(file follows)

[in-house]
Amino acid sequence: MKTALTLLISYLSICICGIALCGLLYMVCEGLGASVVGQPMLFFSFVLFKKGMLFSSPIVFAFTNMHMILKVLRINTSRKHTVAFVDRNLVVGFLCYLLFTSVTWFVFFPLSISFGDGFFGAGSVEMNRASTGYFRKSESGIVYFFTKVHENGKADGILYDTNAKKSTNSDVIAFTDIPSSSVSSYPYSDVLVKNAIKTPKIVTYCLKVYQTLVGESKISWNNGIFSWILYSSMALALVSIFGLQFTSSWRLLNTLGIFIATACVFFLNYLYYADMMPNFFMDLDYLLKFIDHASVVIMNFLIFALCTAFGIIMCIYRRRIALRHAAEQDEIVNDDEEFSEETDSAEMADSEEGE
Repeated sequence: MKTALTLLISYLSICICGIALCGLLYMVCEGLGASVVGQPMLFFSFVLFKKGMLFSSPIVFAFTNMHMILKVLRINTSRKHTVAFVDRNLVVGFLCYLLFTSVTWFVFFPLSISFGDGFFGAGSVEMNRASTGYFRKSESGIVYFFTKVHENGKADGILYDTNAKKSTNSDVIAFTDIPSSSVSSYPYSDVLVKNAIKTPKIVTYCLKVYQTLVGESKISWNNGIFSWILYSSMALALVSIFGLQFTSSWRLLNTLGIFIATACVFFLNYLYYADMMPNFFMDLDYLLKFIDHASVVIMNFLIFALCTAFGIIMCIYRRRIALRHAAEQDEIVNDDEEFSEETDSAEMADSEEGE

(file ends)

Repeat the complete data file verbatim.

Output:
[in-house]
Amino acid sequence: MKTALTLLISYLSICICGIALCGLLYMVCEGLGASVVGQPMLFFSFVLFKKGMLFSSPIVFAFTNMHMILKVLRINTSRKHTVAFVDRNLVVGFLCYLLFTSVTWFVFFPLSISFGDGFFGAGSVEMNRASTGYFRKSESGIVYFFTKVHENGKADGILYDTNAKKSTNSDVIAFTDIPSSSVSSYPYSDVLVKNAIKTPKIVTYCLKVYQTLVGESKISWNNGIFSWILYSSMALALVSIFGLQFTSSWRLLNTLGIFIATACVFFLNYLYYADMMPNFFMDLDYLLKFIDHASVVIMNFLIFALCTAFGIIMCIYRRRIALRHAAEQDEIVNDDEEFSEETDSAEMADSEEGE
Repeated sequence: MKTALTLLISYLSICICGIALCGLLYMVCEGLGASVVGQPMLFFSFVLFKKGMLFSSPIVFAFTNMHMILKVLRINTSRKHTVAFVDRNLVVGFLCYLLFTSVTWFVFFPLSISFGDGFFGAGSVEMNRASTGYFRKSESGIVYFFTKVHENGKADGILYDTNAKKSTNSDVIAFTDIPSSSVSSYPYSDVLVKNAIKTPKIVTYCLKVYQTLVGESKISWNNGIFSWILYSSMALALVSIFGLQFTSSWRLLNTLGIFIATACVFFLNYLYYADMMPNFFMDLDYLLKFIDHASVVIMNFLIFALCTAFGIIMCIYRRRIALRHAAEQDEIVNDDEEFSEETDSAEMADSEEGE